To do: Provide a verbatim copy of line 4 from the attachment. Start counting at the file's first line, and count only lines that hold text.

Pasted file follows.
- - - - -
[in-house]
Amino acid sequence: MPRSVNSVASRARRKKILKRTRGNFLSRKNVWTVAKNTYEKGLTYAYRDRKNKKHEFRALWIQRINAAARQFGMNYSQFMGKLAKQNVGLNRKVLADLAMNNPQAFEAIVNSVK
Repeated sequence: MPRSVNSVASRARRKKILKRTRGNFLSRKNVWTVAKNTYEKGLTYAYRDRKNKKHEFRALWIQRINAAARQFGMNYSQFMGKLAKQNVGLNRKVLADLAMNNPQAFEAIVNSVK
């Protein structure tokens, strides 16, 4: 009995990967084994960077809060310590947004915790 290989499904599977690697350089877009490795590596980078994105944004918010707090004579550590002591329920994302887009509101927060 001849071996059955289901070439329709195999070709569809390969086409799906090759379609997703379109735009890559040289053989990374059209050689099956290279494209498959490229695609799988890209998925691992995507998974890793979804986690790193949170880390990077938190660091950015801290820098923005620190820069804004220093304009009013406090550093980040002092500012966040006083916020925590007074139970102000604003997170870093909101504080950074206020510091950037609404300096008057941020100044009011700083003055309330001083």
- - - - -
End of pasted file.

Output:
């Protein structure tokens, strides 16, 4: 009995990967084994960077809060310590947004915790 290989499904599977690697350089877009490795590596980078994105944004918010707090004579550590002591329920994302887009509101927060 001849071996059955289901070439329709195999070709569809390969086409799906090759379609997703379109735009890559040289053989990374059209050689099956290279494209498959490229695609799988890209998925691992995507998974890793979804986690790193949170880390990077938190660091950015801290820098923005620190820069804004220093304009009013406090550093980040002092500012966040006083916020925590007074139970102000604003997170870093909101504080950074206020510091950037609404300096008057941020100044009011700083003055309330001083």